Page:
Final exams are just little over a month away and all pwhy kids are busy revising. Government schools held their usual end of term exams in December and we all waited for the results to help us structure our revision programme.
When no result was forthcoming by mid January, we asked the children to find out from their class teachers when these would be available. The next day, little Jyoti from our Govindpuri section came back telling us that she had been slapped by her teacher for having dared ask! We were ready to go and meet the teacher in question but were stopped by the children. Their scared eyes spoke volumes. They knew that our visit would result in more unwarranted abuse.
In another school, children were told that the papers had not been checked as schools had been closed for a few days because of the severe cold. In yet another school, answer sheet lay strewn on the floor at the mercy of rodents.
All in all, we could only gather half of the results.
This is but another example of the state of municipal and government schools. It is a cause of worry as marks of each terminal exam are included in the finals. We were also told that if a child has 75% attendance he automatically passes into the nest class. No wonder than that there are kids in class V who are unable to read or write. They will swell the ranks of drop outs as they reach class VI!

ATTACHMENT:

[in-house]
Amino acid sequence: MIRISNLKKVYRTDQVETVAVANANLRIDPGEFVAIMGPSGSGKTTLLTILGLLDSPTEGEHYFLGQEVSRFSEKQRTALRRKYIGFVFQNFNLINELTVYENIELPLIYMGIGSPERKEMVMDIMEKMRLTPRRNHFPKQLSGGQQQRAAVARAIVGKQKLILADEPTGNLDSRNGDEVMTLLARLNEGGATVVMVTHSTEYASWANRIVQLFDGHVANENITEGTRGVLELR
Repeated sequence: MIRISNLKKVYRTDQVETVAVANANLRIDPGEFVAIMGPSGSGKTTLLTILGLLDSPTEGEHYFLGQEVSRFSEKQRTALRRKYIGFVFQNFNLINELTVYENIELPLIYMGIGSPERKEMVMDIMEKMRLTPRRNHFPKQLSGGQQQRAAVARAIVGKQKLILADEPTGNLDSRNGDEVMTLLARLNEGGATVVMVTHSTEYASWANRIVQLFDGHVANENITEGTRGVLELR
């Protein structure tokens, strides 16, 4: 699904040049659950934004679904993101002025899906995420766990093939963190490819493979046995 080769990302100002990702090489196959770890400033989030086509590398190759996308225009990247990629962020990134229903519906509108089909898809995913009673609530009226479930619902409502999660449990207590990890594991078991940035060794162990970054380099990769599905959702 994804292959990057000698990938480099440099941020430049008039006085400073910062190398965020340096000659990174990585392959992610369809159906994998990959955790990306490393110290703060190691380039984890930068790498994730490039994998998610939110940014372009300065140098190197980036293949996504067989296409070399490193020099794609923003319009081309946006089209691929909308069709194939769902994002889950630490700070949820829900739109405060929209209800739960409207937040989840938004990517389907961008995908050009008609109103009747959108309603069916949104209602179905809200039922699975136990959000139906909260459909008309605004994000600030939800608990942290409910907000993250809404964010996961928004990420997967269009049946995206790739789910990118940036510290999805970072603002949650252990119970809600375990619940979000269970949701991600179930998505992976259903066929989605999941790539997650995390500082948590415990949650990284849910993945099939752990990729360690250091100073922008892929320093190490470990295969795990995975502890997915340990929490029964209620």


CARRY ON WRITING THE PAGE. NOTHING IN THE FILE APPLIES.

Almost everyday one can find some news item or the other about the abysmal state of government schools in the capital: no toilets, no drinking water, no classrooms, no teachers...One of the reasons for this deplorable situation is undoubtedly the lack of a literate and empowered parents' group. With the proliferation of shady small teaching shops a.k.a. public schools, only the poorest of the poor land in municipal schools. They simply sit on the benches - or floor - marking time till they exit the school in class V. many will never make it further.
There is something extremely lopsided or insidious about the various policies for the poor. One startling example is the reservation policy in higher education. With the present state of primary education no deserving candidate can ever make it to the portals of an engineering college or medical school. It is only when we clean up the state of primary education that a tangible change can begin to happen.